Sometimes all you need to navigate the legal landscape is a little information. Our blogs and articles touch on a wide spectrum of legal matters that can pop up in both business and everyday life, and we hope they’ll shed a little light wherever you happen to need it.

Families First Coronavirus Response Act

Families First Coronavirus Response Act

Late on Wednesday evening, President Trump signed the Families First Coronavirus Response Act which, among other things, addresses federal emergency FMLA and paid sick leave. Below are the highlights.


Emergency Family and Medical Leave Expansion Act

Effective Dates: April 2, 2020 – December 31, 2020

Covered Employers: Private employers with fewer than 500 employees and public agencies of any size (though employers with fewer than 50 employees are shielded from civil FMLA damages in an FMLA lawsuit, meaning reduced liability in terms of back pay or liquidated damages)

Eligible Employees: Employees who have been employed for at least 30 calendar days by the employer

Leave Entitlement: Up to 12 weeks

Reasons for Leave: Eligible employees may take up to 12 weeks of leave for a qualifying need related to a public health emergency. Such qualifying need is limited to circumstances in which the employee is unable to work or telework due to a need to care for a minor child if the child’s school or place of child care has been closed or is unavailable due to a public health emergency.

Financial Benefit: The first 10 days of emergency FMLA leave is unpaid unless an employee elects to utilize any accrued vacation leave, personal leave, or medical or sick leave (including emergency paid sick leave, discussed below) concurrently.

After 10 days, employees are eligible for an amount that is not less than two-thirds of their regular rate of pay based on the number of hours the employee would otherwise be normally scheduled to work.

In the case of an employee whose schedule varies from week to week to such an extent that an employer is unable to determine with certainty the number of hours the employee would have worked had the employee not taken leave, the employer should use: (1) a number equal to the average number of hours that the employee was scheduled per day over the immediately preceding 6-month period (including leave hours); or (2) if the employee did not work over the immediately preceding 6-month period, the reasonable expectation of the employee at the time of hiring of the average number of hours per day that the employee would normally be scheduled to work.

Emergency FMLA leave pay need not exceed $200 per day or $10,000 in the aggregate.

Notice: Employees with a need for leave must provide as much notice as is practicable.

Reinstatement: Employees are eligible for reinstatement pursuant to default FMLA rules. An exception applies for employers with fewer than 25 employees if certain conditions are met (such as non-existence of previously held position due to economic conditions, etc.)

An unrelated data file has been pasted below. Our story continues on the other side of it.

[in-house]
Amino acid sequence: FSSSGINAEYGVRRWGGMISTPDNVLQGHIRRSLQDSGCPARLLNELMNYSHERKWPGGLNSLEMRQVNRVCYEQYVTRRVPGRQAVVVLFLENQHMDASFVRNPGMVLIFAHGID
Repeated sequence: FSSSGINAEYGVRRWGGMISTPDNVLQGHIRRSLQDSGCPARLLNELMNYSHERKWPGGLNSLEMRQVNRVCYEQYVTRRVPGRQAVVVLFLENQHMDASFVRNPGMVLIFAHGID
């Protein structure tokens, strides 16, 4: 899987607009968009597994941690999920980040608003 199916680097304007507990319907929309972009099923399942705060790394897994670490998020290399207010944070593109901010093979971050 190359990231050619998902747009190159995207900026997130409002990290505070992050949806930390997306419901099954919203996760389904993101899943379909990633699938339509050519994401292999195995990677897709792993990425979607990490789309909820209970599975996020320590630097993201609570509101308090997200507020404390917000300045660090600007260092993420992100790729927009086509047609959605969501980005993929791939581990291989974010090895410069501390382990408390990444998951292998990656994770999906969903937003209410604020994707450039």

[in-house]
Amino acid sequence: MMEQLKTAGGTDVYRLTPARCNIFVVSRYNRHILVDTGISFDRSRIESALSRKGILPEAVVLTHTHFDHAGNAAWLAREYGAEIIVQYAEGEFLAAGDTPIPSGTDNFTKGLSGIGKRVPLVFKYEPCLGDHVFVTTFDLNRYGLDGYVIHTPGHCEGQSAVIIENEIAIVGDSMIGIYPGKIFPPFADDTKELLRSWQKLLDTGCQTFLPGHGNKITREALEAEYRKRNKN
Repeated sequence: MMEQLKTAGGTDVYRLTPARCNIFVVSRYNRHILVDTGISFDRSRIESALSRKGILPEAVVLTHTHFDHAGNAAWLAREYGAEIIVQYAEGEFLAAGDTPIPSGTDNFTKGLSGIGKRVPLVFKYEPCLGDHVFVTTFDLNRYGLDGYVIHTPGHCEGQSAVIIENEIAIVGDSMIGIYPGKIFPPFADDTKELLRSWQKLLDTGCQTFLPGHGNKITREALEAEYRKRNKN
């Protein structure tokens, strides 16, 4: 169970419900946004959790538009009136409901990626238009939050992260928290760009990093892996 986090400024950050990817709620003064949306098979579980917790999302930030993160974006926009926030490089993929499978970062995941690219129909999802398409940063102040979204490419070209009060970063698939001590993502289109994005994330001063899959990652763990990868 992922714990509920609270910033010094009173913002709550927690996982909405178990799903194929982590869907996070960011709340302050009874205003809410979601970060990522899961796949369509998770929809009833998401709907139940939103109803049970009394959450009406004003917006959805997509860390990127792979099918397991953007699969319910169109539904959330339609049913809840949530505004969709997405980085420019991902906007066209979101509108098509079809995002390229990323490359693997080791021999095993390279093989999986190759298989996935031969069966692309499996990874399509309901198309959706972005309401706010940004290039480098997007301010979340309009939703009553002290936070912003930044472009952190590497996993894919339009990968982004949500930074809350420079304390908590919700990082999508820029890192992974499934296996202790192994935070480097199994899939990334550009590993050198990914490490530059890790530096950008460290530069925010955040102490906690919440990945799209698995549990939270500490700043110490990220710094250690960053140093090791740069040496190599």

Emergency Paid Sick Leave Act

Effective Dates: April 2 – December 31, 2020.

Covered Employers: Private employers with fewer than 500 employees and public agencies of any size

Eligible Employees: All current employees, regardless of days of service.

Leave Entitlement: 2 weeks of paid leave, meaning 80 hours for full-time employees. Part-time employees receive a number of hours equal to that worked on average over a 2-week period.

Reasons for Leave:

  • Employee is subject to a federal, state, or local quarantine or isolation order related to COVID-19
  • Employee has been advised by a health care provider to self-quarantine because of COVID-19
  • Employee is caring for an individual ordered or advised to quarantine or isolate
  • Employee is experiencing symptoms of COVID-19 and is seeking a medical diagnosis
  • Employee is caring for a son or daughter whose school or place of care is closed, or child care provider is unavailable, due to COVID-19 precautions
  • Employee is experiencing substantially similar conditions as specified by the Secretary of Health and Human Services, in consultation with the Secretary of the Treasury and the Secretary of Labor

Financial Benefit: Employees should receive their regular rate of pay for leave related to their own care, diagnosis, quarantine, or isolation. When employees use paid sick leave to care for a family member or for school or child care closures, they are entitled to two-thirds their regular rate of pay.

Emergency sick leave pay may be limited to $511 per day and $5,110 in the aggregate where leave is taken for the employee’s own illness, diagnosis, quarantine, or isolation, and $200 per day and $2,000 in the aggregate for leave taken to care for others or for school or child care closures.

Carryover: Paid sick time under the new law does not carryover after December 31, 2020.

Existing Leave Policies: Paid sick leave under the new law is available to employees in addition to leave under an existing company policy. Employers may not require employees to first use accrued leave under existing company policy before using sick leave under the new law.


Tax Credits

The law provides for reimbursement for employers via payroll tax credits. Refundable tax credits equal to 100% of qualified family and sick leave wages an employer pays for each calendar quarter will be available. Tax credits against income taxes are also available to self-employed individuals (at a reduced, two-thirds rate when using emergency paid sick leave to care for family members or due to school or child care closures).


This blog article is intended for general informational purposes only and should not be construed as legal advice or opinion. Contact myHRcounsel with questions concerning specific facts and circumstances.

Posted on March 19, 2020

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